A stubborn sewer smell is the result of a bacterial imbalance in the black or grey tanks. Bad bacteria arise in the grey tank when left empty for too long, in the black tank, it is due to not having enough water to break down solid waste.
This is because the fundamental role of an RVs waste tank is to drain not hold. They don’t dissolve materials on their own as a septic tank would. Without substantial water in the black tank to break down solids, coupled with a lack of regular drainage, waste accumulates and becomes a bacteria-harboring sludge that remains even after emptying the tank.
It’s easy to assume that flushing will add enough water to combat this, but this is not the case as RV toilets use very little water. Many RVs are designed to drain some of the greywaters from the sink into the black tank to make up for this discrepancy. However, this fails when the grey tank is always empty due to excessive flushing, or the drainage valve is left open while the RV is hooked up to a sewer.
For RVs with this feature, leaving the grey tank empty makes it far more likely for the black tank to carry odorous bacteria. Yet, the grey tank can have its own bacterial imbalance separate from that of the black tank. Even for an RV that does not drain grey water into the black tank, a grey tank left empty for too long is still a source of offensive odor.
Greywater: The Other Source Of The Septic Smell
The grey tank can create an odor even stronger than the black tank as its imbalances are easier to overlook. Food, grime, and mold are all very susceptible to building up within the tank when it is left empty for too long. Greywater is sourced from the sink, shower, and washing machine. They provide different odor-causing elements that are less obvious than that of the black tank.
Dishes are the biggest culprit as food remnants are washed down the sink daily. These materials may not successfully drain from the tank when it is being emptied, causing rotting food to build up. That buildup carries anaerobic bacteria that feed off human waste and byproducts such as the contents carried down the shower drain.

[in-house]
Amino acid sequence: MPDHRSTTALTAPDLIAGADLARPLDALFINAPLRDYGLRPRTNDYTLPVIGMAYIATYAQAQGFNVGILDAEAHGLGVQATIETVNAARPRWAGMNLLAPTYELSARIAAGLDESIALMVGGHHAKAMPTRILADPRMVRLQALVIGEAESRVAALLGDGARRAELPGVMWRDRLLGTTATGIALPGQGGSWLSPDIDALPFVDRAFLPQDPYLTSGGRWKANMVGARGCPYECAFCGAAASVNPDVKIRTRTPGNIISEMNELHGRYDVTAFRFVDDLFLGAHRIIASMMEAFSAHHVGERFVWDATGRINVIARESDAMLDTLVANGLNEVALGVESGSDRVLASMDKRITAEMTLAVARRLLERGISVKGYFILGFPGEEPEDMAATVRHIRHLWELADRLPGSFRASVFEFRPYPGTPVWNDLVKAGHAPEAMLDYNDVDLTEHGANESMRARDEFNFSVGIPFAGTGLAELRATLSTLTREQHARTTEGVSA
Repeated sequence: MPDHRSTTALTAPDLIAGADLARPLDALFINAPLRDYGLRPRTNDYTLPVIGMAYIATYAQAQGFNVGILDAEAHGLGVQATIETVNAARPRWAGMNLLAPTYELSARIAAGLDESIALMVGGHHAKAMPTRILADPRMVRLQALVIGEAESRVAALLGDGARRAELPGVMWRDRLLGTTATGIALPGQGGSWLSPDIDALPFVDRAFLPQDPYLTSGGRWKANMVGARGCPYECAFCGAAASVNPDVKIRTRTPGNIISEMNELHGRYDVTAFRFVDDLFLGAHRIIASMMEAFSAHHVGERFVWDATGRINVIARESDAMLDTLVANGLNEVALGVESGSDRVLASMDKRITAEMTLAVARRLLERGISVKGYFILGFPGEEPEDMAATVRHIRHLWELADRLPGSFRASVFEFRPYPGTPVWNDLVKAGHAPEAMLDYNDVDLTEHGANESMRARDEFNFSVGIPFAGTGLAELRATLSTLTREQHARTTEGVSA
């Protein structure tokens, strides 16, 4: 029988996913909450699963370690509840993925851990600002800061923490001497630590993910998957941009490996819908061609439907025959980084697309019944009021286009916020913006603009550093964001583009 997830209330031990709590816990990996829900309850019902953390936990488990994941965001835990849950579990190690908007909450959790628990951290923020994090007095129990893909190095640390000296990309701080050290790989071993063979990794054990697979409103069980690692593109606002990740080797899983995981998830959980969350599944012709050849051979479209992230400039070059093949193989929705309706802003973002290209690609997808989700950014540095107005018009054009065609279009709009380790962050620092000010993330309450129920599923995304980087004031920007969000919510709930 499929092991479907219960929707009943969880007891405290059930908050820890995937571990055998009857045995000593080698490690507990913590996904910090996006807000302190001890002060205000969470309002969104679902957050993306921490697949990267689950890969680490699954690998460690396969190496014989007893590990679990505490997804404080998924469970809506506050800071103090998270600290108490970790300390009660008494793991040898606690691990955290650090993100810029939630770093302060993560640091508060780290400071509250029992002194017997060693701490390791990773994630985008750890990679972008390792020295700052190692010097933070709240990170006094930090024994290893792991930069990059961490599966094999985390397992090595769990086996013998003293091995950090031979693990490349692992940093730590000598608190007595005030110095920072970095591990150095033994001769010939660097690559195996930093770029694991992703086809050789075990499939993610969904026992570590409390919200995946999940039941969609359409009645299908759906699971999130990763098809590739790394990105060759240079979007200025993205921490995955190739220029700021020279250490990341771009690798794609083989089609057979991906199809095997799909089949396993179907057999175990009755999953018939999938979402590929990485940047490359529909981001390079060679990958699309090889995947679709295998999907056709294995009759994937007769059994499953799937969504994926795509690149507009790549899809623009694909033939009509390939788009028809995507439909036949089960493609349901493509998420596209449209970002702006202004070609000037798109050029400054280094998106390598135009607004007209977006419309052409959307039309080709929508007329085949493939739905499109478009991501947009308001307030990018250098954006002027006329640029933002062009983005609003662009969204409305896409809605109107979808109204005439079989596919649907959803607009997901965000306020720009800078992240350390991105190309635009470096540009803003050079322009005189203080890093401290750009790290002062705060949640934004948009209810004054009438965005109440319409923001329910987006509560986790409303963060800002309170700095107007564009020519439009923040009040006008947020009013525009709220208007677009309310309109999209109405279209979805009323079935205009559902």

In doing so, the bacteria release hydrogen sulfide which has a very offensive smell. Buildup in both the grey and black tanks disrupt the ideal bacterial composition for proper waste management. The strong smell this causes can be dealt with by using a series of methods that focus on identifying and maintaining the ideal balances needed for odor management.
The Solution To Rid The Bad Stench In Your RV, Now!
The solution is to take steps to both remove the source of the smell from the tanks and remove any lingering scent from the vehicle by use of ventilation. For both the grey and black tanks, a buildup of material fostering a bacterial imbalance is a major source of the odor.
This buildup can be quite stubborn; flushing the tanks with water alone will not always do the trick. Instead, add a moderate amount of borax with a few gallons of water before driving. As the RV is moving this mixture will slosh around the tank disrupting the buildup so that it flows out easily when the tank is emptied.
This solution is effective against the grime in the tanks but to tackle the bacterial problem, introduce the right bacteria. This may sound counterproductive but using healthy bacteria to break down the waste is a staple of water treatment in major plants around the world. This study published in the Journal of Applied Sciences showcases the benefit it has in treating greywater.
The odor-causing bacteria in an RV’s tanks in anaerobic. What you want instead is aerobic. Aerobic bacteria are responsible for decomposition in soil, converting waste into carbon dioxide. Promoting a healthy bacterial balance in the tanks is as simple as using some of the many treatments designed to accomplish this. A few of them are mentioned in the article RV Toilet Paper VS Septic Safe VS Marine: What Is The Difference?